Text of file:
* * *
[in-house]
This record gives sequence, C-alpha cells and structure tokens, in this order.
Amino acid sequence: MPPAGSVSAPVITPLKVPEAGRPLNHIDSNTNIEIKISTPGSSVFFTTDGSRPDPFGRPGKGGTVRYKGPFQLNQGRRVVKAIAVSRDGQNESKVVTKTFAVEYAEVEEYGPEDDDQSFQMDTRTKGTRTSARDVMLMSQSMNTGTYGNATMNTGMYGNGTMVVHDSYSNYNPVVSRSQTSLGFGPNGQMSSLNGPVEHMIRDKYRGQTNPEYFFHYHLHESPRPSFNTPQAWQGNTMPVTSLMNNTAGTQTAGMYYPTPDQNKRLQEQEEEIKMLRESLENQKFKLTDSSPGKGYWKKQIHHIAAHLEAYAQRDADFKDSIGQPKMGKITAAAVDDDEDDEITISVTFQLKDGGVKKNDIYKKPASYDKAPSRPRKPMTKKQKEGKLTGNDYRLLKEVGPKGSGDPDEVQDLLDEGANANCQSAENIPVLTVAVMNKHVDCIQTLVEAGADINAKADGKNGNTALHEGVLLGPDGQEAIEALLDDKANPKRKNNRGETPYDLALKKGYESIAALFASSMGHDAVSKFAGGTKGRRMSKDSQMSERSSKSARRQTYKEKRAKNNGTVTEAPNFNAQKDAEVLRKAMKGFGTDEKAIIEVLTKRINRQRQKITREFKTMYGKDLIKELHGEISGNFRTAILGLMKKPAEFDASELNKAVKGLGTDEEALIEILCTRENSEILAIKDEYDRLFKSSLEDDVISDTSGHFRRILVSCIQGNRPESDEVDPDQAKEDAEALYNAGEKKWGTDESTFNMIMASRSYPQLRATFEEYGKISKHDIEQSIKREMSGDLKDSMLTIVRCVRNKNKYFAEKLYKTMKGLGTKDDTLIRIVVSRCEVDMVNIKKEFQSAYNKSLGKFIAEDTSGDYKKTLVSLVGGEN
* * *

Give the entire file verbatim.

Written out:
[in-house]
This record gives sequence, C-alpha cells and structure tokens, in this order.
Amino acid sequence: MPPAGSVSAPVITPLKVPEAGRPLNHIDSNTNIEIKISTPGSSVFFTTDGSRPDPFGRPGKGGTVRYKGPFQLNQGRRVVKAIAVSRDGQNESKVVTKTFAVEYAEVEEYGPEDDDQSFQMDTRTKGTRTSARDVMLMSQSMNTGTYGNATMNTGMYGNGTMVVHDSYSNYNPVVSRSQTSLGFGPNGQMSSLNGPVEHMIRDKYRGQTNPEYFFHYHLHESPRPSFNTPQAWQGNTMPVTSLMNNTAGTQTAGMYYPTPDQNKRLQEQEEEIKMLRESLENQKFKLTDSSPGKGYWKKQIHHIAAHLEAYAQRDADFKDSIGQPKMGKITAAAVDDDEDDEITISVTFQLKDGGVKKNDIYKKPASYDKAPSRPRKPMTKKQKEGKLTGNDYRLLKEVGPKGSGDPDEVQDLLDEGANANCQSAENIPVLTVAVMNKHVDCIQTLVEAGADINAKADGKNGNTALHEGVLLGPDGQEAIEALLDDKANPKRKNNRGETPYDLALKKGYESIAALFASSMGHDAVSKFAGGTKGRRMSKDSQMSERSSKSARRQTYKEKRAKNNGTVTEAPNFNAQKDAEVLRKAMKGFGTDEKAIIEVLTKRINRQRQKITREFKTMYGKDLIKELHGEISGNFRTAILGLMKKPAEFDASELNKAVKGLGTDEEALIEILCTRENSEILAIKDEYDRLFKSSLEDDVISDTSGHFRRILVSCIQGNRPESDEVDPDQAKEDAEALYNAGEKKWGTDESTFNMIMASRSYPQLRATFEEYGKISKHDIEQSIKREMSGDLKDSMLTIVRCVRNKNKYFAEKLYKTMKGLGTKDDTLIRIVVSRCEVDMVNIKKEFQSAYNKSLGKFIAEDTSGDYKKTLVSLVGGEN